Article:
Three Poems

The Questioner of the Sphinx by Elihu Vedder, 1863

by Donald Wheelock (February 2022)


Notes from Underground


How much it takes to make a go of things:

a quick scratch in your burrow, and a rock—

no hint of it till now—forces a retreat.

Detour defines the logbook of a life.


To work the topsoil tunnels like a vole,

the love of underground so freely yours

to sniff around in, day or night! So where

would pleasure stop? There’s that rock again.



Unearthing My Fossil


…how I got to be so far away

is not for me to know; I died

at least a lonely thousand years ago,

where wind and water took their time, but that

was 2053. The oldest graves

are gone. The river dried up long ago—

but this is all conjecture—see how earth

forgets its kin…why they found fingers first

is not for me to say: these guys, I guess,

know best. These finger bones are here to stay.

It took at least a thousand years; don’t think

I don’t appreciate the manicure,

the way you clear the sand away—who knows

what sediments took over, clearing flesh

from bone—the way you fuss and fuss at knuckles,

one at a time. I can’t recall just how

it felt to have the ancient desert streams—

so rare the desert streams—clear flesh from bone.

Another eon beckons me away.




How peaceful it has been, away from fear.

The sun cools down to nothing in the night.

Although to you this romance in the sun

is one long dropping-out of time; note, please,

the evidence longevity gives a skull,

my skull. What makes you want me so?

Leave the spine alone, a silent plea

I made in life as well. I thought in life:

There’ll be a day, when to lie back in the sun,

will be the very last vestigial wish

a man might, as his rightful due, expect.

Who’d ever think of this? The evening breeze

makes overtures to lure me back to life,

but early though it is, it is too late.




The faith you have in learning from the dead!

Look me in the cavities that were my eyes,

but you won’t find the sediments that washed

away, and washed away again…

How slow the human race is to move on!



You all keep reading so much into me—

easy does it! If only I could answer

the questions you keep asking one another.

What human rights have I a hope of—what’s

the word?—“enjoying” hardly fits—when fingers

are packed away to leave the rest of me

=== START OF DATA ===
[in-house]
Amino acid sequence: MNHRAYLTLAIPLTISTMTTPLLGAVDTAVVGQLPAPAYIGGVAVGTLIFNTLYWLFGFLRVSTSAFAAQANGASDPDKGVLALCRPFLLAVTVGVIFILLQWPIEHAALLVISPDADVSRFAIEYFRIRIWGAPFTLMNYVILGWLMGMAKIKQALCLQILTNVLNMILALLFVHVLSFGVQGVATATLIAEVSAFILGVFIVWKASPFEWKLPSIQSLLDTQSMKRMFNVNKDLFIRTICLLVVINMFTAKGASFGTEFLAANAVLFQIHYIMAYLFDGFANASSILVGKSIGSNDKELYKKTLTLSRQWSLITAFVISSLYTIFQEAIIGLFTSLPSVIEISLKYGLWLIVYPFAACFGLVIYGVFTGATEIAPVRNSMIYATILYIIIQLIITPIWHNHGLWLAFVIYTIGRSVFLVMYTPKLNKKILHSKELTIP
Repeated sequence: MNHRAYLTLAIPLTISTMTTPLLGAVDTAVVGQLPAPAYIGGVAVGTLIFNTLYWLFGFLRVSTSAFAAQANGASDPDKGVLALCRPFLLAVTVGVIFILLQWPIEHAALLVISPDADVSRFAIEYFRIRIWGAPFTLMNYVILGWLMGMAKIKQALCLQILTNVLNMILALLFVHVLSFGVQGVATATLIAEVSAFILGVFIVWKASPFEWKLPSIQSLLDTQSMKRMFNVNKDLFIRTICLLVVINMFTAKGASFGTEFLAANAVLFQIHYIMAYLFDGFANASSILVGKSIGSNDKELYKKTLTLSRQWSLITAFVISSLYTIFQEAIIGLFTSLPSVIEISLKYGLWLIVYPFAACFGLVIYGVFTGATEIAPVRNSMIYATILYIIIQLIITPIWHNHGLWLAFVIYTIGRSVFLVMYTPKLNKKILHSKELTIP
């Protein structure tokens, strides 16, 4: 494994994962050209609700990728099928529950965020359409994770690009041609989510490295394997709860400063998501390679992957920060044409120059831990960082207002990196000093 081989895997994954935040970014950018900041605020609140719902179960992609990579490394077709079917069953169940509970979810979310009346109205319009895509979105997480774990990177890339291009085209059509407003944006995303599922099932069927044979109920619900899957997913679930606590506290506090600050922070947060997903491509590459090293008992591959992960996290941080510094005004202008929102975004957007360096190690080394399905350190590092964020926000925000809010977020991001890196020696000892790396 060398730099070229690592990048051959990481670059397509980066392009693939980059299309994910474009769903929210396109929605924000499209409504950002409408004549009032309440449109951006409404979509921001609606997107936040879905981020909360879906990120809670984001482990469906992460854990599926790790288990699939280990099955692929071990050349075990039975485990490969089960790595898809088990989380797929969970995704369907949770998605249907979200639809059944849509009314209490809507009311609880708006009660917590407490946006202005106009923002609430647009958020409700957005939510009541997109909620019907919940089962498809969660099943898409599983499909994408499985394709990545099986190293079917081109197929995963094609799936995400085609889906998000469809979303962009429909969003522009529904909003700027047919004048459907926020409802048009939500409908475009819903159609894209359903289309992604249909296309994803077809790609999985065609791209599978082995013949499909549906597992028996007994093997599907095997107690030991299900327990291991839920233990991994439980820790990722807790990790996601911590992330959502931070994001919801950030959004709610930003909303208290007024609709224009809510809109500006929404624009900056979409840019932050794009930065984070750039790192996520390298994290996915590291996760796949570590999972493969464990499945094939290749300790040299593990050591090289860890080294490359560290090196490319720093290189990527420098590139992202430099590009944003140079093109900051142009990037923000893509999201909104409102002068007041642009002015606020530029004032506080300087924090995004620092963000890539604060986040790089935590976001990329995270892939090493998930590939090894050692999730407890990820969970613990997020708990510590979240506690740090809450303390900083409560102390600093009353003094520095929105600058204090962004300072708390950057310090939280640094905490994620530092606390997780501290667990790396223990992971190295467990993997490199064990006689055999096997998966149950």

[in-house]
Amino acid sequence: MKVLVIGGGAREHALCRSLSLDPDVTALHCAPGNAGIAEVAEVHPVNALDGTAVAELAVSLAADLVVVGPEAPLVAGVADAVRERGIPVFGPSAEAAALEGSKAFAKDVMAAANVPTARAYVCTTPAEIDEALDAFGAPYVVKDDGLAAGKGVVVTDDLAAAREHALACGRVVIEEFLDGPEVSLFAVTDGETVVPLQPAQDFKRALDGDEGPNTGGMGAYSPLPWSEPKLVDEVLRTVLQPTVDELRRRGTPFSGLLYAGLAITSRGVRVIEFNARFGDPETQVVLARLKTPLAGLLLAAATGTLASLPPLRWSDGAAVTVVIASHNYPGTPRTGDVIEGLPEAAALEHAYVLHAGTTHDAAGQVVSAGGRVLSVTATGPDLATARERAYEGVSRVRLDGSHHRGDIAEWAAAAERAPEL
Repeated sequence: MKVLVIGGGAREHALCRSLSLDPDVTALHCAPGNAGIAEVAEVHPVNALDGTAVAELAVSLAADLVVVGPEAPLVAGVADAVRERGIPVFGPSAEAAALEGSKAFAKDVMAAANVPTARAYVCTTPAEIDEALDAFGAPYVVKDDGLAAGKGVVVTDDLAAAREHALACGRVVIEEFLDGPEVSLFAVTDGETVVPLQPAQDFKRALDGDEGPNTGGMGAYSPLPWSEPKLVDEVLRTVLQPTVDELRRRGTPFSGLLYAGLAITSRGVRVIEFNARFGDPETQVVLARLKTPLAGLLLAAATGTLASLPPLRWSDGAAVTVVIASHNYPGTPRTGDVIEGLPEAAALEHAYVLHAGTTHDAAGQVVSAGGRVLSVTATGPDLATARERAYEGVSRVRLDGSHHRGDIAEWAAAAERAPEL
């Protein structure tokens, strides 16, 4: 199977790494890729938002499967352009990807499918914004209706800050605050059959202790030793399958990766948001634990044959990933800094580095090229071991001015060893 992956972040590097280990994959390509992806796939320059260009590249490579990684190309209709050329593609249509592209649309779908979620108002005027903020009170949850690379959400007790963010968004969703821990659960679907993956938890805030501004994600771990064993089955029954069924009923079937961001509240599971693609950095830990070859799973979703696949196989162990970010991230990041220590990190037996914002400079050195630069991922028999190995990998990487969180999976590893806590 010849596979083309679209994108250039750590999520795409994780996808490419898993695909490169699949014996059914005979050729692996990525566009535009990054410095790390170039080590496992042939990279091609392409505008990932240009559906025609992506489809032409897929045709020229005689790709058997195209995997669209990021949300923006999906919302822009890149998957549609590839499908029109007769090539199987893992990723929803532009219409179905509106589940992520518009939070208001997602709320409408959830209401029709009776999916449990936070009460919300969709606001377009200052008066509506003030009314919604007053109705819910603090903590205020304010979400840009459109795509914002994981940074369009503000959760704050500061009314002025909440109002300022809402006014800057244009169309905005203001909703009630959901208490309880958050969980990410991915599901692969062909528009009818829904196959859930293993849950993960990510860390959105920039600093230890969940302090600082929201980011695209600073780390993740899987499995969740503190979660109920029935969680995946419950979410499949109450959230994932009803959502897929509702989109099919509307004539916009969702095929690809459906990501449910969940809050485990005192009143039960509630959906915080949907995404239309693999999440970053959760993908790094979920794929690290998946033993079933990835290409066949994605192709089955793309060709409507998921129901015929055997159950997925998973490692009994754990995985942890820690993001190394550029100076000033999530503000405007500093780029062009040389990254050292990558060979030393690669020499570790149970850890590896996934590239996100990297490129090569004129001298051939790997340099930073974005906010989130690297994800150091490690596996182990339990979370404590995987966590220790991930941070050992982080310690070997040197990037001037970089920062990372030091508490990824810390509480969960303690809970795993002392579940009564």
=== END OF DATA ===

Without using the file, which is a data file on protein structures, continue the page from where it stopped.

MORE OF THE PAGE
to elementary eternity?


Why not take all of me?—why are you laughing?

Even here in the desert there were rumors;

how even the most careful burial

can never quite assure eternal rest—

and tell me, all you scientists in shorts,

where will you take me when you’re through with this?


The vehicles have arrived, I see—if that

is what they are—How carefully you lift me,

my ribs and skull, I could be just a baby—

Easy does it! Is this an ambulance?

We had those once—so when did all those wheels

give up their function to the cushioned air?

The next phase now begins. Will other bones

now lure you all away? Will my top half

be laid out on display with all the rest?




Yes, set me down—I’m dizzy from the drive—

Not here! Bones are everywhere—one never knows

with whom I’ll be expected to get along—

yes, here—if you could dim the light a little,

but not too dim; some clarity is welcome

after so many years.

From shifting sands back to cold burnished steel.

After all these years they still use drawers!

One always has nostalgia for the sand—

if friends could hear me now!

Or see me photogenically exposed.

If I were flesh, there’d surely be a law

against this ghoulishness.

“It’s time for lunch,”

an old man says, pointing at his watch,

reviving hunger for an appetite

I haven’t thought about in years. Light’s out,

and away they go. Abandonment again…




People are so noisy after lunch—

have I slept that long?—Is that a whiff

of alcohol?—“It’s time,” one fellow says.

“Like packing eggs,” another says; they laugh.

Now in the drawer. The steel, as I’ve just said,

is cold, so cold. Will any of them think

to say farewell? The shrinking rectangle

of  fluorescent light diminishes to black;

I hear the lab door close; the silence gathers

around me once again, and so:

Good night.



More Word than Meaning


The immaterial essence when I die,

as if the smoke had not derived from fire,

the fire from some spontaneous desire,

urges me to prolong life with lies.


But soul would make me more than what I am,

more than poet, father, spouse, composer—

all of which together come much closer

than any verbal ghost or hologram


that ties me up into a wraithful role;

although I must admit that every time

I struggle for a noun to make all mine,

for “man” or “one,” I much prefer a “soul.”



Donald Wheelock’s poems have appeared in publications that welcome formal poetry, among them, Blue Unicorn, Ekphrasis, Equinox, Light, Snakeskin, The Lyric and Rue Scribe. His chapbook, In the Sea of Dreams, is available from Gallery of Readers Press.

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